David Gregory has reported on the O.J. Simpson and Timothy McVeigh cases, covered three presidential campaigns and served as moderator of the NBC news program "Meet the Press" for the past four years. But he's also an avid hockey fan who grew up on the West Coast watching Wayne Gretzky during the Great One's days with the Los Angeles Kings and subsequently became a Washington Capitals fan thanks to his 9-year-old son.
Gregory was on the other side of the interviewing process Thursday night, appearing as a guest on "NHL Hour With Commissioner Gary Bettman" shortly before the Capitals and Boston Bruins dropped the puck on Game 1 of the Eastern Conference Quarterfinal series at TD Garden.
"The Caps have been on a great streak here over the past five years and so it really caught him at such an early age," Gregory said. "He was getting more and more into it and dragging me into it, and then I became the big fan of the family -- and now we are a hockey family, for sure."
Known for his willingness to ask tough questions to the nation's top politicians, Gregory didn't mince words when it came to talking about some of the struggles the Capitals and their star captain have faced living up to expectations in past postseasons.
"I think the issue with the Caps since I've become a fan and learned more about this has been postseason play and an inability to step up and show leadership in the playoffs, even with some more veterans as we had last year on the club," he said. "Even the Great Eight [Alex Ovechkin], as a captain, I don't think has shown enough leadership getting into the playoffs to really propel the team.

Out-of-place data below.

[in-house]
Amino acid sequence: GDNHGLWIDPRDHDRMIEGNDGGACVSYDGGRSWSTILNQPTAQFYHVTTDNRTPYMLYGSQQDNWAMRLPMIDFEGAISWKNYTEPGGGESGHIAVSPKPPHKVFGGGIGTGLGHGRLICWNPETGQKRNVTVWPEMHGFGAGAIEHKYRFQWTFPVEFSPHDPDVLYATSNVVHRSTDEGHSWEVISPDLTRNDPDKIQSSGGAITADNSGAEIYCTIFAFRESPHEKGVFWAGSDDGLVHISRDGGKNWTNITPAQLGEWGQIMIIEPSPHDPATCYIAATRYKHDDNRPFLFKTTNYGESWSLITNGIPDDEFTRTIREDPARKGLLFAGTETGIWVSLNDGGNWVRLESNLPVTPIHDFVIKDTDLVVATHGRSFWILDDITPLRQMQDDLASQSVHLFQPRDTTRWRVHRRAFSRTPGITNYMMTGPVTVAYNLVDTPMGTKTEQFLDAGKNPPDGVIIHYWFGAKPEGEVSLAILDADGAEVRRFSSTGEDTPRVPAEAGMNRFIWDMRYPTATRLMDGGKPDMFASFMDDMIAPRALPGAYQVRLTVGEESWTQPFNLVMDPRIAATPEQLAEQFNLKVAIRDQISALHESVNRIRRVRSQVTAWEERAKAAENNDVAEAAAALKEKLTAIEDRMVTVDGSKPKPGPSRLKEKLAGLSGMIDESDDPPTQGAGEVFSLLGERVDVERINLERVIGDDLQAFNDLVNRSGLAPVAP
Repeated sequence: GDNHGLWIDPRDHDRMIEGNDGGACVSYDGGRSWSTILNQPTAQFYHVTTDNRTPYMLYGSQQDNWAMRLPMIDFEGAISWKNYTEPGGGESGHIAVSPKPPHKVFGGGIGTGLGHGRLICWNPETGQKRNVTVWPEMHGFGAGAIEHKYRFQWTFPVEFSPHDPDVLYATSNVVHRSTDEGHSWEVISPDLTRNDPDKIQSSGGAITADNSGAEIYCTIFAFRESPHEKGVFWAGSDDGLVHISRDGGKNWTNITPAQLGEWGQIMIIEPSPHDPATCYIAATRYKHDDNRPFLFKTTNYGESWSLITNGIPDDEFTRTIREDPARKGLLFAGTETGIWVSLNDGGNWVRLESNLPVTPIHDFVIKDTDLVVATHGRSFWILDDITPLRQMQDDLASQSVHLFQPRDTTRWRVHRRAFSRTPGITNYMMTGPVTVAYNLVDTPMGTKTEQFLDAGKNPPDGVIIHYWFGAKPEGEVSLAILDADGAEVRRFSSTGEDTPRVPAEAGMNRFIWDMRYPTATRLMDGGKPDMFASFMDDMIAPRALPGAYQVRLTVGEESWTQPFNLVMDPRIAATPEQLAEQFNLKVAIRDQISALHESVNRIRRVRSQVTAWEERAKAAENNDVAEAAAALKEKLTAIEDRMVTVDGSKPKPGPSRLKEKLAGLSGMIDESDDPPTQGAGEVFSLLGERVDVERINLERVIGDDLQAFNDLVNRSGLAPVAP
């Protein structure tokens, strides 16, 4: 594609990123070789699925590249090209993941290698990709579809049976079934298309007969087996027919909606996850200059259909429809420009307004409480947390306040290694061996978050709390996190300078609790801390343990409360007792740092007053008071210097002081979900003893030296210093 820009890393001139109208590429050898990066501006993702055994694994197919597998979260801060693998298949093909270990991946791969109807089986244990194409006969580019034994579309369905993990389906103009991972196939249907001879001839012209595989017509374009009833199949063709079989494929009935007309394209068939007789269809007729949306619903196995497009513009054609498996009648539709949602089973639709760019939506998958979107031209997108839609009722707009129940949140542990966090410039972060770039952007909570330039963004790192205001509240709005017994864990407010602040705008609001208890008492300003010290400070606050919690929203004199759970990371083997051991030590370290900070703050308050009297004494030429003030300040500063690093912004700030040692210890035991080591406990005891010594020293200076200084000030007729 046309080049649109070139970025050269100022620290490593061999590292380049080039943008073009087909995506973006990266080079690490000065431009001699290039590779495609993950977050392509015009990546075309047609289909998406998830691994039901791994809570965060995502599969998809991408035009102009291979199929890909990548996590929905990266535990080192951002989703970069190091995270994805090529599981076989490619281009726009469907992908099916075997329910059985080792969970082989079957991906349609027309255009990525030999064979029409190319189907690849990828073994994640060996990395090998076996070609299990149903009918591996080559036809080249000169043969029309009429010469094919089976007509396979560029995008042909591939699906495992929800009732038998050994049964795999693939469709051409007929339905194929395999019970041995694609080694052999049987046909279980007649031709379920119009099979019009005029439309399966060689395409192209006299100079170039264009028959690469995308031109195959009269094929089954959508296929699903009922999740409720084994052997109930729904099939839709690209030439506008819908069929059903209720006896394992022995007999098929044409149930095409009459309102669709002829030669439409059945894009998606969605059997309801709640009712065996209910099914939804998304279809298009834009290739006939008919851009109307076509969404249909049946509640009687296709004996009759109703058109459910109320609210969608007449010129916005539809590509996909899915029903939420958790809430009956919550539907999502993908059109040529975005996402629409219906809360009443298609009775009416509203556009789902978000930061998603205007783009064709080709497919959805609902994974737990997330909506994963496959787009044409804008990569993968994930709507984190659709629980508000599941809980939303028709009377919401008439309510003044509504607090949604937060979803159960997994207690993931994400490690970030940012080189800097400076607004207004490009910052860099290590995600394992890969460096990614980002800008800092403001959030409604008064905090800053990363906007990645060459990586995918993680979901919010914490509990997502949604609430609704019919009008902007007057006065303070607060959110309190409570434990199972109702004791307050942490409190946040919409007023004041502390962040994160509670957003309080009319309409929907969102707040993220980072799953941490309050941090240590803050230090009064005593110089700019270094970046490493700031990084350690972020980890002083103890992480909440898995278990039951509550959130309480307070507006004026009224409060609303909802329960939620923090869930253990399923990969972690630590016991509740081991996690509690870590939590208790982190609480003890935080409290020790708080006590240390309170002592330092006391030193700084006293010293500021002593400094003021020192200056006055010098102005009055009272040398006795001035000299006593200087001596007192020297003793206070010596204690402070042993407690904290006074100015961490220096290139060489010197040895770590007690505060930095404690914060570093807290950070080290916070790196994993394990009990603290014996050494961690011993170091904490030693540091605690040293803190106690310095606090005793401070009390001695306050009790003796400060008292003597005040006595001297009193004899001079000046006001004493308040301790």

"I think we have also struggled with the goalie problem -- it's on display again as we go into the playoffs tonight against the Bruins, with [Tomas] Vokoun with the groin injury, and the fact we don't seem to have a set goalie. We have a lot of turnover. We've had some tough injuries, the coaching change, so there's just been more volatility as far as I can tell that's made this the kind of season it's been."
Gregory said he was still holding out hope that playing the underdog role for a change against the defending Stanley Cup champion Bruins would give the Capitals a spark in the series.
He also addressed some of the ways in which hockey and the political realm can intertwine.
"In some of these great rivalries among the fan bases, it gets as polarized as I think a lot of people are in the country, where they don't even want to know anything good that the other side has to offer," he said with a laugh. "I like to think of myself as much more of a centrist. I'm a real partisan in terms of being a Caps fan, but I also really enjoy seeing some of these other great standouts in the League."
Gregory was asked how leadership in politics compares to what one witnesses in hockey.
"Leadership really does translate," he said. "You've got to be able to inspire a team, you've got to be able to keep your head cool and not go too high or too low when things are challenging, but you've got to be able to set a course and a direction. And I think that's true of a president or of a leader in Congress or the head of a hockey club."